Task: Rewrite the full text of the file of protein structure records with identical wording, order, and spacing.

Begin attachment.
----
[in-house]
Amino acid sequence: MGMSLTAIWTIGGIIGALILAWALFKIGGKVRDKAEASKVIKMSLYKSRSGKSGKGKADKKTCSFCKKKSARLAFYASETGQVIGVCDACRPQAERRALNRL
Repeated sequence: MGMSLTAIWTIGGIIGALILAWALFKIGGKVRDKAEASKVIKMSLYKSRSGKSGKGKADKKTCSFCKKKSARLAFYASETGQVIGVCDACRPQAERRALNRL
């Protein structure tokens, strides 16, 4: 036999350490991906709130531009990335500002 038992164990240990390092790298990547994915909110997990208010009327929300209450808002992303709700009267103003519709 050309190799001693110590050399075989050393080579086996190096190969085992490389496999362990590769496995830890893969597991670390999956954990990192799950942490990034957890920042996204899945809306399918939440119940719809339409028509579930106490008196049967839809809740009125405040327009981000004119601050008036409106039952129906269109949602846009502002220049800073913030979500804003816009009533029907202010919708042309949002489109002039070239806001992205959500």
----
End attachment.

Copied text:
[in-house]
Amino acid sequence: MGMSLTAIWTIGGIIGALILAWALFKIGGKVRDKAEASKVIKMSLYKSRSGKSGKGKADKKTCSFCKKKSARLAFYASETGQVIGVCDACRPQAERRALNRL
Repeated sequence: MGMSLTAIWTIGGIIGALILAWALFKIGGKVRDKAEASKVIKMSLYKSRSGKSGKGKADKKTCSFCKKKSARLAFYASETGQVIGVCDACRPQAERRALNRL
């Protein structure tokens, strides 16, 4: 036999350490991906709130531009990335500002 038992164990240990390092790298990547994915909110997990208010009327929300209450808002992303709700009267103003519709 050309190799001693110590050399075989050393080579086996190096190969085992490389496999362990590769496995830890893969597991670390999956954990990192799950942490990034957890920042996204899945809306399918939440119940719809339409028509579930106490008196049967839809809740009125405040327009981000004119601050008036409106039952129906269109949602846009502002220049800073913030979500804003816009009533029907202010919708042309949002489109002039070239806001992205959500």